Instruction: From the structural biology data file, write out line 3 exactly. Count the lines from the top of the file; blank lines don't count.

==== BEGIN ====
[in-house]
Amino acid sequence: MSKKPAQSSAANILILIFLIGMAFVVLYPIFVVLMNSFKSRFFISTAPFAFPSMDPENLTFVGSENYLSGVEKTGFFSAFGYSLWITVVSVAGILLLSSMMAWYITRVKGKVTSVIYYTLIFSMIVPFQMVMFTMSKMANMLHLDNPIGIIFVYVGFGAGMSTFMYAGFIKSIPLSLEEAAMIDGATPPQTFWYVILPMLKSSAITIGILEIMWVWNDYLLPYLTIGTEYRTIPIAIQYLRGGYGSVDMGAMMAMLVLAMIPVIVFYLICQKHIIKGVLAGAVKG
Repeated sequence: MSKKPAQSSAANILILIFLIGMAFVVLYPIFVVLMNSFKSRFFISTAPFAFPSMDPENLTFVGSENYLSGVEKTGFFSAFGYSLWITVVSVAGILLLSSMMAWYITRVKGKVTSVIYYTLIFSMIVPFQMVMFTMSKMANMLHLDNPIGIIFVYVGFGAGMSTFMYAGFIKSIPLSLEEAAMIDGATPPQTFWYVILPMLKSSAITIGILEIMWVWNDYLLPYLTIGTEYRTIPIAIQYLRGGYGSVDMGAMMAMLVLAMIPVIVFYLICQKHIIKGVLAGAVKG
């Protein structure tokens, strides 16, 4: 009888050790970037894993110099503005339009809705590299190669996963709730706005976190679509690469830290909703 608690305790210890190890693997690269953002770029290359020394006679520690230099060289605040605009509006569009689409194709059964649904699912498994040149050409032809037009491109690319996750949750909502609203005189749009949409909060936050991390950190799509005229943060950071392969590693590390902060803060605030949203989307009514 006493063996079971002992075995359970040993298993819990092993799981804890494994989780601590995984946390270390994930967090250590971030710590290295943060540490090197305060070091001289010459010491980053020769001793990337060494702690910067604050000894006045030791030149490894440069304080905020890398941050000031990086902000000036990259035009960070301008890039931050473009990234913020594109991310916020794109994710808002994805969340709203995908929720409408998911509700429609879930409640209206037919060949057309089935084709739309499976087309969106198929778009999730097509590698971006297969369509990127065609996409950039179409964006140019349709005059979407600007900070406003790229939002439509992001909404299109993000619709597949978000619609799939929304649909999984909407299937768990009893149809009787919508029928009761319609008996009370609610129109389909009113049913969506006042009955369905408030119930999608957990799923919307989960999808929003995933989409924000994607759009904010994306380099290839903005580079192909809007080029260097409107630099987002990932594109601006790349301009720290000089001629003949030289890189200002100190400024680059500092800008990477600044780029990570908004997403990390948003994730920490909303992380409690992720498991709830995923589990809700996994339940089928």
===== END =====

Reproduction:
Repeated sequence: MSKKPAQSSAANILILIFLIGMAFVVLYPIFVVLMNSFKSRFFISTAPFAFPSMDPENLTFVGSENYLSGVEKTGFFSAFGYSLWITVVSVAGILLLSSMMAWYITRVKGKVTSVIYYTLIFSMIVPFQMVMFTMSKMANMLHLDNPIGIIFVYVGFGAGMSTFMYAGFIKSIPLSLEEAAMIDGATPPQTFWYVILPMLKSSAITIGILEIMWVWNDYLLPYLTIGTEYRTIPIAIQYLRGGYGSVDMGAMMAMLVLAMIPVIVFYLICQKHIIKGVLAGAVKG